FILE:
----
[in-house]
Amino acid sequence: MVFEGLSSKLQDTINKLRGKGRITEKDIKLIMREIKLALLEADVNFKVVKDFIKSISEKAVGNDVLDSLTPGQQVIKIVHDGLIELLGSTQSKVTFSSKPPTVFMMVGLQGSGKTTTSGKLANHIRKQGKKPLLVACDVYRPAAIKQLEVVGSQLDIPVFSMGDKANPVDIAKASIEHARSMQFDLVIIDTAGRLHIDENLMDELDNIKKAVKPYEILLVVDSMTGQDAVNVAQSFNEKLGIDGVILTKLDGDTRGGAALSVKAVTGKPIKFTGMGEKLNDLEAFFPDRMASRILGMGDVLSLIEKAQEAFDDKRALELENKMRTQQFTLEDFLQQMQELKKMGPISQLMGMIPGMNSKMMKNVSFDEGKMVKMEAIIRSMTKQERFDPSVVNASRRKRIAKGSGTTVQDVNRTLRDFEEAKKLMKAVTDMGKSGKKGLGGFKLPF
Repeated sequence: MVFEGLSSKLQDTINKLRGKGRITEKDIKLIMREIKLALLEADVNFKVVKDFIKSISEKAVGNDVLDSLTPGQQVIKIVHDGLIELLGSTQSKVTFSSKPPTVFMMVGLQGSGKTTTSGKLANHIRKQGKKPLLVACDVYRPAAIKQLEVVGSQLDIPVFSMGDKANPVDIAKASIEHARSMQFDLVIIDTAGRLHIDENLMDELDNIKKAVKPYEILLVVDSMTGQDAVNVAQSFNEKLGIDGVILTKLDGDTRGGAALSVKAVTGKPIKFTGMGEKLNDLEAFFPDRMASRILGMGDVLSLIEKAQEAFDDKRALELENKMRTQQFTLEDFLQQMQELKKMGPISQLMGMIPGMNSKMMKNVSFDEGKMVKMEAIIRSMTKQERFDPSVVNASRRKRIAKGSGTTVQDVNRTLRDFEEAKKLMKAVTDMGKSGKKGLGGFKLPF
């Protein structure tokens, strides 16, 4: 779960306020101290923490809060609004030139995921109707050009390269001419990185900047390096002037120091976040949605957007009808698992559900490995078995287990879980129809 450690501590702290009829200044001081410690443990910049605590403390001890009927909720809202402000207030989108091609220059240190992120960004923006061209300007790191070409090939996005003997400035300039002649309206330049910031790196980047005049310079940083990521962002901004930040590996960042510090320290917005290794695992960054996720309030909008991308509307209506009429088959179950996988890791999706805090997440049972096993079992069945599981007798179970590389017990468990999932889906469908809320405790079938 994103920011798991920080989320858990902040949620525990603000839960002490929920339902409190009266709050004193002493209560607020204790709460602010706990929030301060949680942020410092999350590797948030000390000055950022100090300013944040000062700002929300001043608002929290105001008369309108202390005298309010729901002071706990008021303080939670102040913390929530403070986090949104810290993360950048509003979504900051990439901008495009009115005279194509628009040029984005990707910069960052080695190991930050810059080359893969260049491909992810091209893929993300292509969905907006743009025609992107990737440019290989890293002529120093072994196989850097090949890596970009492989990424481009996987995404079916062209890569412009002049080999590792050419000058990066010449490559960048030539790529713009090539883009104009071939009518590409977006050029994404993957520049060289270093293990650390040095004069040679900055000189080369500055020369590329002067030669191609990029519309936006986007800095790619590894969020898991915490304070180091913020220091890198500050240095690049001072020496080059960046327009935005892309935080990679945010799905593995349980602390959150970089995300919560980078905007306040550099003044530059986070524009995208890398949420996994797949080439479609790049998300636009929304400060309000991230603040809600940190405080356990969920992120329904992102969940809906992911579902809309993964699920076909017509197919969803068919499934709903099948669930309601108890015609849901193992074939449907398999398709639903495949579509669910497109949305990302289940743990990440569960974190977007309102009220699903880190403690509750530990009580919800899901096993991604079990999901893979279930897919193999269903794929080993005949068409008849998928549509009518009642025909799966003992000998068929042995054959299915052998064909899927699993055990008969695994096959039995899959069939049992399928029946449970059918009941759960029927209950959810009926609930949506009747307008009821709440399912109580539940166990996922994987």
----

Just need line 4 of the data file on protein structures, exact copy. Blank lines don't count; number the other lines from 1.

């Protein structure tokens, strides 16, 4: 779960306020101290923490809060609004030139995921109707050009390269001419990185900047390096002037120091976040949605957007009808698992559900490995078995287990879980129809 450690501590702290009829200044001081410690443990910049605590403390001890009927909720809202402000207030989108091609220059240190992120960004923006061209300007790191070409090939996005003997400035300039002649309206330049910031790196980047005049310079940083990521962002901004930040590996960042510090320290917005290794695992960054996720309030909008991308509307209506009429088959179950996988890791999706805090997440049972096993079992069945599981007798179970590389017990468990999932889906469908809320405790079938 994103920011798991920080989320858990902040949620525990603000839960002490929920339902409190009266709050004193002493209560607020204790709460602010706990929030301060949680942020410092999350590797948030000390000055950022100090300013944040000062700002929300001043608002929290105001008369309108202390005298309010729901002071706990008021303080939670102040913390929530403070986090949104810290993360950048509003979504900051990439901008495009009115005279194509628009040029984005990707910069960052080695190991930050810059080359893969260049491909992810091209893929993300292509969905907006743009025609992107990737440019290989890293002529120093072994196989850097090949890596970009492989990424481009996987995404079916062209890569412009002049080999590792050419000058990066010449490559960048030539790529713009090539883009104009071939009518590409977006050029994404993957520049060289270093293990650390040095004069040679900055000189080369500055020369590329002067030669191609990029519309936006986007800095790619590894969020898991915490304070180091913020220091890198500050240095690049001072020496080059960046327009935005892309935080990679945010799905593995349980602390959150970089995300919560980078905007306040550099003044530059986070524009995208890398949420996994797949080439479609790049998300636009929304400060309000991230603040809600940190405080356990969920992120329904992102969940809906992911579902809309993964699920076909017509197919969803068919499934709903099948669930309601108890015609849901193992074939449907398999398709639903495949579509669910497109949305990302289940743990990440569960974190977007309102009220699903880190403690509750530990009580919800899901096993991604079990999901893979279930897919193999269903794929080993005949068409008849998928549509009518009642025909799966003992000998068929042995054959299915052998064909899927699993055990008969695994096959039995899959069939049992399928029946449970059918009941759960029927209950959810009926609930949506009747307008009821709440399912109580539940166990996922994987």